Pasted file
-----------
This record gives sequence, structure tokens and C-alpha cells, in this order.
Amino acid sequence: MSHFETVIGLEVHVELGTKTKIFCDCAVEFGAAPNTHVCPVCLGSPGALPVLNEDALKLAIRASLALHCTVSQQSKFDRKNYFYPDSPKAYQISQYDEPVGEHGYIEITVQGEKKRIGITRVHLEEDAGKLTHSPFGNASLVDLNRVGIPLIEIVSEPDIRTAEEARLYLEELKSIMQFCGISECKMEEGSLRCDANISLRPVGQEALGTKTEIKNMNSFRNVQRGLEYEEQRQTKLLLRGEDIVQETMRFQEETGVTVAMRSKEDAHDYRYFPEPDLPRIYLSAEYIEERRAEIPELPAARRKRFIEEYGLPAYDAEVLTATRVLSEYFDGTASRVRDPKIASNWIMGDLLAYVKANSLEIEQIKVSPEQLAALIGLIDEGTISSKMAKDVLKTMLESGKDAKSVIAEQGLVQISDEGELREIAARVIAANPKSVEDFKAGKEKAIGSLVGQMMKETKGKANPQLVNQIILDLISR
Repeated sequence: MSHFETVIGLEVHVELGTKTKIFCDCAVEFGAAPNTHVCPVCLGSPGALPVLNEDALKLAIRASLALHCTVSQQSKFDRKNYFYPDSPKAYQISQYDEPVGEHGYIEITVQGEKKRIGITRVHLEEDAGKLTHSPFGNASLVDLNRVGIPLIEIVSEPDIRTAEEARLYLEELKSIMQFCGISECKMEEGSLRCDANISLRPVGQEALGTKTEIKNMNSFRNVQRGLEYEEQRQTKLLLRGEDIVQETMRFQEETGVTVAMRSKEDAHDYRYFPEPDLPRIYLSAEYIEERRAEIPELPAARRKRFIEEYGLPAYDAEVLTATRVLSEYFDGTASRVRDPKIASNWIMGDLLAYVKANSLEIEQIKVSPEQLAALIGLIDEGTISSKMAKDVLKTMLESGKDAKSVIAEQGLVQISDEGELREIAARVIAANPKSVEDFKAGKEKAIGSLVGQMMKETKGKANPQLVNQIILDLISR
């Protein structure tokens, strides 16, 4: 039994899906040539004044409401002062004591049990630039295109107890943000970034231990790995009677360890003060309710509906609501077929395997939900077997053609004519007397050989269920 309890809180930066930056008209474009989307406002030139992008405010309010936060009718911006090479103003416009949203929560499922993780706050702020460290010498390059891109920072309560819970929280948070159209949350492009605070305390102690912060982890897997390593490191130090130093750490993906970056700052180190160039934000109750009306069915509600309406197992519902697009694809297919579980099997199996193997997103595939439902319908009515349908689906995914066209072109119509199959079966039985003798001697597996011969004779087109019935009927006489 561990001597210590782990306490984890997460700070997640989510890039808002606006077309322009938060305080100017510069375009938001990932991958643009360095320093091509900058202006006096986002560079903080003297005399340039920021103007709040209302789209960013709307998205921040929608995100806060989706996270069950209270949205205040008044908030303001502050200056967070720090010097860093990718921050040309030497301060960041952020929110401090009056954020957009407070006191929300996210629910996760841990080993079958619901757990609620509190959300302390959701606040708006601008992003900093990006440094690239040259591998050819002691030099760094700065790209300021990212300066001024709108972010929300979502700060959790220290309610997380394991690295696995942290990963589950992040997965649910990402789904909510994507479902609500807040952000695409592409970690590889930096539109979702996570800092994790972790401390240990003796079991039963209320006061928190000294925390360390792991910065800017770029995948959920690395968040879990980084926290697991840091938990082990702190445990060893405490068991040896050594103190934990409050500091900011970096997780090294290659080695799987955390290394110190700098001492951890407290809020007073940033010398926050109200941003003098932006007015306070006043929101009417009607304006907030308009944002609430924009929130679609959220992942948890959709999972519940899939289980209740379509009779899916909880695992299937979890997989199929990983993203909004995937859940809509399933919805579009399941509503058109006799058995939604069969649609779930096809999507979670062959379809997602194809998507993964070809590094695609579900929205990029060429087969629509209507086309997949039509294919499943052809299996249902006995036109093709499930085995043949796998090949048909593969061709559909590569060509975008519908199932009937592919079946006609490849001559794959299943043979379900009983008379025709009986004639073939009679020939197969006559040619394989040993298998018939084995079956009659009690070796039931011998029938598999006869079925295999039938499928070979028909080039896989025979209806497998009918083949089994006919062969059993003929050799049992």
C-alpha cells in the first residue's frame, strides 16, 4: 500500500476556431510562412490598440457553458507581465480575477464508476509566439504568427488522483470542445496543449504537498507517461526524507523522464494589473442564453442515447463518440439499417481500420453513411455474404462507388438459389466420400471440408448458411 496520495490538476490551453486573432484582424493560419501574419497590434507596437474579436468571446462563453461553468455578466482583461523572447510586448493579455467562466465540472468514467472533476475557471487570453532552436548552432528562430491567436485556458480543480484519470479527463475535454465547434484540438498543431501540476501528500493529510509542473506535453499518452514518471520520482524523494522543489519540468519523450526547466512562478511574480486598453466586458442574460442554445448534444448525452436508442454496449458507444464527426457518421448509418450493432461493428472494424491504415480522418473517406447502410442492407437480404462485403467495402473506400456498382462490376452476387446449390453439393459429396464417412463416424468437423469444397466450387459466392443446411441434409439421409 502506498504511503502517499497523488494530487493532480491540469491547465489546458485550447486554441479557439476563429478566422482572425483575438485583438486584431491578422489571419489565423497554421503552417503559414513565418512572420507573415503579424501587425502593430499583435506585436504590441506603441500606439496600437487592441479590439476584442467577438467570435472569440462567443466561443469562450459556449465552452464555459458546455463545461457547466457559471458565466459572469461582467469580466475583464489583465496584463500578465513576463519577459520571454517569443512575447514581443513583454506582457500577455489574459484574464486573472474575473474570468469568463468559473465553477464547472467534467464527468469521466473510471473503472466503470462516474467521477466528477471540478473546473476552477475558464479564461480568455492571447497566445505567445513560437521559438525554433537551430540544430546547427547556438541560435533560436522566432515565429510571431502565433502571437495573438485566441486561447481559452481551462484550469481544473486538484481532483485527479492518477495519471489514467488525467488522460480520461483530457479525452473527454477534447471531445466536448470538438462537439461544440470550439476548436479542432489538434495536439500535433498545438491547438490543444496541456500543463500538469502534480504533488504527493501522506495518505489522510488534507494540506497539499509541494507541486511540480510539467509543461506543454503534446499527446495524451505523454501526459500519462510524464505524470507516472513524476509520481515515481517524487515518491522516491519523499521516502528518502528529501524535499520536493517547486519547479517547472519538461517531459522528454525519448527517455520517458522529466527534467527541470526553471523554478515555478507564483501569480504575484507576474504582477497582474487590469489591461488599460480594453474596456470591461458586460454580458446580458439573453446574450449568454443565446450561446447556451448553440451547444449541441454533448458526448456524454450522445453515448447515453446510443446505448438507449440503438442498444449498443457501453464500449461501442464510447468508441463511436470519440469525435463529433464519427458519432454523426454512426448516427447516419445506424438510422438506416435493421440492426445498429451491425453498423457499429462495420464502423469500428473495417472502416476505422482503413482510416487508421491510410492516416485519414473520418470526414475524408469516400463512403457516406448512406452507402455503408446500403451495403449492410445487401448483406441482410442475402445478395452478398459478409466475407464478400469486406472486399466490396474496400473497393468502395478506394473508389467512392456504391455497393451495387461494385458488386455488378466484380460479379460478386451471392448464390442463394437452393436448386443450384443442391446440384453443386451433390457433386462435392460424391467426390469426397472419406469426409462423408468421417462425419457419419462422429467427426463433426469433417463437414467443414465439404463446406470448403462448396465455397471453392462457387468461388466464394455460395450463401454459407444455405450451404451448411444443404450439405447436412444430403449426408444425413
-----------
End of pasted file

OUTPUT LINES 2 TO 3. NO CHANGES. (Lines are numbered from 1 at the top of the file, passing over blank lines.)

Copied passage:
Amino acid sequence: MSHFETVIGLEVHVELGTKTKIFCDCAVEFGAAPNTHVCPVCLGSPGALPVLNEDALKLAIRASLALHCTVSQQSKFDRKNYFYPDSPKAYQISQYDEPVGEHGYIEITVQGEKKRIGITRVHLEEDAGKLTHSPFGNASLVDLNRVGIPLIEIVSEPDIRTAEEARLYLEELKSIMQFCGISECKMEEGSLRCDANISLRPVGQEALGTKTEIKNMNSFRNVQRGLEYEEQRQTKLLLRGEDIVQETMRFQEETGVTVAMRSKEDAHDYRYFPEPDLPRIYLSAEYIEERRAEIPELPAARRKRFIEEYGLPAYDAEVLTATRVLSEYFDGTASRVRDPKIASNWIMGDLLAYVKANSLEIEQIKVSPEQLAALIGLIDEGTISSKMAKDVLKTMLESGKDAKSVIAEQGLVQISDEGELREIAARVIAANPKSVEDFKAGKEKAIGSLVGQMMKETKGKANPQLVNQIILDLISR
Repeated sequence: MSHFETVIGLEVHVELGTKTKIFCDCAVEFGAAPNTHVCPVCLGSPGALPVLNEDALKLAIRASLALHCTVSQQSKFDRKNYFYPDSPKAYQISQYDEPVGEHGYIEITVQGEKKRIGITRVHLEEDAGKLTHSPFGNASLVDLNRVGIPLIEIVSEPDIRTAEEARLYLEELKSIMQFCGISECKMEEGSLRCDANISLRPVGQEALGTKTEIKNMNSFRNVQRGLEYEEQRQTKLLLRGEDIVQETMRFQEETGVTVAMRSKEDAHDYRYFPEPDLPRIYLSAEYIEERRAEIPELPAARRKRFIEEYGLPAYDAEVLTATRVLSEYFDGTASRVRDPKIASNWIMGDLLAYVKANSLEIEQIKVSPEQLAALIGLIDEGTISSKMAKDVLKTMLESGKDAKSVIAEQGLVQISDEGELREIAARVIAANPKSVEDFKAGKEKAIGSLVGQMMKETKGKANPQLVNQIILDLISR